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Removing MPs from Parly ‘inconsistent with Constitution’

The Western Cape High Court on Tuesday ruled that the Speaker of Parliament may not have MPs arrested on the floor of the house as this violated their right to free speech. In response to an application by the Democratic Alliance, Judge Andre le Grange ruled that section 11 of the Powers and Privileges Act ran counter to the parliamentary privileges enshrined in the Constitution and gave the legislature 12 months to amend the law.

Le Grange found that the section “in the true sense of the word violates a member’s constitutional privilege to freedom of speech and freedom from arrest”.

“The provision in section 11 is overbroad and as a result constitutionally flawed.”

Section 11 was memorably invoked by Speaker Baleka Mbete and National Council of Provinces Thandi Modise on February 12 to send police into a joint sitting of Parliament ahead of the state of the nation address to forcibly remove all MPs present from the Economic Freedom Fighters.

It was the second time in four months that Mbete had resorted to calling on police to clear the EFF benches and resulted in a fistfight between riot police and MPs.

The DA sought a declaratory ruling that section 11 was unconstitutional and could not be applied to members of the legislature, but only to any ordinary person who disrupted a sitting.

It argued that the provision not only constituted a severe infringement of MPs’ right not to be arrested or sued for anything they say in the chamber but also violated the separation of legislative and executive powers.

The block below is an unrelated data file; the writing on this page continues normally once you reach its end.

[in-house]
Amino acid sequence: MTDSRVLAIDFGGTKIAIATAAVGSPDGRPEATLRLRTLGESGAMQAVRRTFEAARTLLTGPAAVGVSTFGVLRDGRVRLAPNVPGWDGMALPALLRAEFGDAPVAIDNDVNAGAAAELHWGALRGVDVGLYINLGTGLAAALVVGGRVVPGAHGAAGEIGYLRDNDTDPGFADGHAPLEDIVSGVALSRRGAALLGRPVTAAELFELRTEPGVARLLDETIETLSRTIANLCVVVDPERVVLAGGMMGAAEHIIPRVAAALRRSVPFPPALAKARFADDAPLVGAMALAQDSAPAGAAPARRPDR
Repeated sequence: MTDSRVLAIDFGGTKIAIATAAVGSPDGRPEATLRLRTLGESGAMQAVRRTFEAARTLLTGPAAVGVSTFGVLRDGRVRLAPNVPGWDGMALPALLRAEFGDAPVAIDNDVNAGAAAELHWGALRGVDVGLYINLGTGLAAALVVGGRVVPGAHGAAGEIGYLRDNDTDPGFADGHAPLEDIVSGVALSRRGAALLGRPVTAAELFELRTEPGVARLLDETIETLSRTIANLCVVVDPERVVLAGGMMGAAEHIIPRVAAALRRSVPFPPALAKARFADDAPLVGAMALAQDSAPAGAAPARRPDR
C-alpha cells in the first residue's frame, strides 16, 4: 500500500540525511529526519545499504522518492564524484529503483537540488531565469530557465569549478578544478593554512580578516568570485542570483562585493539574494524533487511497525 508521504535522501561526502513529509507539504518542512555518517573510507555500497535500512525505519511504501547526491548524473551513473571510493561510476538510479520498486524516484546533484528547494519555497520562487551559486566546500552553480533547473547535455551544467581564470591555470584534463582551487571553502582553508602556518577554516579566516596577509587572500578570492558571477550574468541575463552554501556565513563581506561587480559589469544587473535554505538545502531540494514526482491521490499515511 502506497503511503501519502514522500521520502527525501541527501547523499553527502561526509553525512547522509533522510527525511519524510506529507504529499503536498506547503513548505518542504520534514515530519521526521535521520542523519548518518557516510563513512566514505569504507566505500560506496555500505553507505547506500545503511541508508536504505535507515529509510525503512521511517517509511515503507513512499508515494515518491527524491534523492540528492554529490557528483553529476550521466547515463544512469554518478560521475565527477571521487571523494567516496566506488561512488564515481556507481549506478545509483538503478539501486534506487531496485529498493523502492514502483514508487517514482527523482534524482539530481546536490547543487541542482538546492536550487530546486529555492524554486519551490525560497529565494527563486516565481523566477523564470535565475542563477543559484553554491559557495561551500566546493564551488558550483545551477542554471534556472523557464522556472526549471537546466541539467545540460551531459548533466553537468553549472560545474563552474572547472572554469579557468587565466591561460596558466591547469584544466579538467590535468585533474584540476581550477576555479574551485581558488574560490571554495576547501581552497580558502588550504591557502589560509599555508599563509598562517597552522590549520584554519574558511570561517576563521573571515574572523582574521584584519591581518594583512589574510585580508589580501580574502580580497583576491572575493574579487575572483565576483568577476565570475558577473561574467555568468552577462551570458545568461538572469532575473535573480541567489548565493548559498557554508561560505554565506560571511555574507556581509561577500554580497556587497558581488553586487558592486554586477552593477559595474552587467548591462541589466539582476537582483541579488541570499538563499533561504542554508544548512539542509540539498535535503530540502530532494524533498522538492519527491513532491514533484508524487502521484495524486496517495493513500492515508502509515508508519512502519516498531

Advocate Jeremy Gauntlett appeared for Parliament and argued that the proper reading of section 11 was that its reference to ”a person” must include an MP because if this were not so it would undermine the authority of the institution. He added that the intervention of the police when MPs disrupted a sitting “rather facilitates the proper functioning of Parliament as opposed to impeding it”.

Sean Rosenberg, acting for the DA, contended that section 11 lacked constitutionality because the supreme law made it plain in sections 58 and 71 that MPs cannot be arrested or sued for anything they said or which flowed from a pronouncement of theirs in the legislature.

Le Grange said he could not fault Rosenberg’s argument, terming it “far more plausible and constitutionally acceptable than the contention made by Mr Gauntlett”. He rejected Gauntlett’s further argument that the National Assembly and NCOP would be impeded in its functions and members would be allowed to disrupt sittings with impunity if section 11 were not allowed to stand.

“Parliament has more than sufficient tools to maintain order in its precincts. It has the power to hold members in contempt,” the judge said, and added that section 4 of the same law allowed security forces to enter Parliament and take action to prevent danger to life or damage to property.

The judge suspended his ruling for 12 months to give Parliament time to amend this section of the law. However, he ordered the remedy of a notional severance which leaves the text unchanged in the interim but limits its application in that an MP may not be arrested for any action protected under sections 58 and 71 of the Constitution.

Section 58 (b) (i) protects MPs from arrest for anything they say in the National Assembly and its committees, and section 71 extends the same protection to members of the National Council of Provinces.

DA council chairperson James Selfe said the party was “delighted” with the judgment.

“It is the outcome we wanted because we believed that it was highly offensive to the Constitution.”

Selfe said he did not expect Parliament to appeal the ruling — delivered in one of 16 cases of DA litigation currently before the courts — because “it is quite clear”.

Le Grange did not pronounce on whether calling police into Parliament violated the separation of powers, deeming it unnecessary given his ruling on the first part of the party’s application. He awarded costs in favour of the DA. – ANA

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